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Certified Bangs Free herds!!

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Anonymous

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I had a rancher tell me this week that he no longer gives his heifer calves a Bangs shot because we have eradicated the desease. He said that the only herds that were not certified bangs free was a couple of dairy farms near El Paso and the Buffalo in Yellowstone National Park. Can anyone shed any more accurate light on this subject. It seems that the last I read, there are still five or six counties in Texas that still have cattle with Bangs. Am I wrong? I<br>assist the Vet at the local sale barn every Saturday and we get 5 or 6 each month that will test card positive. Many of them are cleared when the state inspector runs a site test on them but some are not. I don't know what happens to them when they go to Austin but if they card test positive and site test positive, we certainly have something going on.<br> If any one has any current information as to how many herds and how many counties are still at risk, I would appreciate hearing from you. He has not convinced me and my heifers still get their bangs shot at about 6-8 months old.<br> Thanks for listening and responding,<br> Mack<br>
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Anonymous

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(User Above)":pz19oef1 said:
: I had a rancher tell me this week that he no longer gives his heifer calves a Bangs shot because we have eradicated the desease. He said that the only herds that were not certified bangs free was a couple of dairy farms near El Paso and the Buffalo in Yellowstone National Park. Can anyone shed any more accurate light on this subject. It seems that the last I read, there are still five or six counties in Texas that still have cattle with Bangs. Am I wrong? I<br>: assist the Vet at the local sale barn every Saturday and we get 5 or 6 each month that will test card positive. Many of them are cleared when the state inspector runs a site test on them but some are not. I don't know what happens to them when they go to Austin but if they card test positive and site test positive, we certainly have something going on.<br>: If any one has any current information as to how many herds and how many counties are still at risk, I would appreciate hearing from you. He has not convinced me and my heifers still get their bangs shot at about 6-8 months old.<br>: Thanks for listening and responding,<br>: Mack<br>: <p><br>Mack you are correct in not taking his word for it. We still have several counties that have dairy herds with high rates of bangers. The last thing I heard about it, that the state was trying to buy these herds out. I had a couple of heifers vac. just yesterday.<p>Matt<br>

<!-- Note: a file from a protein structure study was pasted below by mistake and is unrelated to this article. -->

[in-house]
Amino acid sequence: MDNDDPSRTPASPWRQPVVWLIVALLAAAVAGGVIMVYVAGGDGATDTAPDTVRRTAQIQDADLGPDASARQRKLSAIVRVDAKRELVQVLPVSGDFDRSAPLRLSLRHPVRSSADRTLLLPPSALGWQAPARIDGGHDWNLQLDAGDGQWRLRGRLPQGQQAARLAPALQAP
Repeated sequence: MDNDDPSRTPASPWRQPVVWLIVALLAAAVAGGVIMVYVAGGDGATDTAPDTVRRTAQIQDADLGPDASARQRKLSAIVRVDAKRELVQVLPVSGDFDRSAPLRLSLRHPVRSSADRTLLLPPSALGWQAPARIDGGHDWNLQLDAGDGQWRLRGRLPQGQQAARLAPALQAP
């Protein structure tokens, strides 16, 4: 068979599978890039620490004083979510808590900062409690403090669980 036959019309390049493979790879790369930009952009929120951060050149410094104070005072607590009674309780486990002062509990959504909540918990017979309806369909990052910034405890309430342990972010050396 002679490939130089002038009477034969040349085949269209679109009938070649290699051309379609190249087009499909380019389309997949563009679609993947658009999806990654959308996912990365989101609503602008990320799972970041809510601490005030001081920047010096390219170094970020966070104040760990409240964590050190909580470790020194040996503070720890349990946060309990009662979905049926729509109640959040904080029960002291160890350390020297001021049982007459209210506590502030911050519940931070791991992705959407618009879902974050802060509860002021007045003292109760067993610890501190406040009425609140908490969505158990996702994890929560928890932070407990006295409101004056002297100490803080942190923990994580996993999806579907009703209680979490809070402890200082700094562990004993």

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A

Anonymous

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<br>There are still herds in Texas that are "Bangers". I've had a couple of newsletters come asking ranchers to "help find the last infected herds". The problem here in Texas is there are many weekend type ranchers that never take the time to vaccinate their heifers. We still vaccinate ours!
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Anonymous

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(User Above)":1bwhm3bt said:
:Eileen;<br>I don't consider myself a weekend rancher, yet I did start that way. I lived in Houston and drove three hours up the freeway to tend my cattle on the weekends. Even then, I kept the shots current in my cattle, including bangs in the heifers. My initial message did specify Texas because thats where I am, but I would like to know what the situation is in the rest of the nation. If Jason reads this, I would like to know what it looks like in Alberta as well. Thanks for the response and the information,<br> Mack<br> <br>: There are still herds in Texas that are "Bangers". I've had a couple of newsletters come asking ranchers to "help find the last infected herds". The problem here in Texas is there are many weekend type ranchers that never take the time to vaccinate their heifers. We still vaccinate ours!<p>
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Anonymous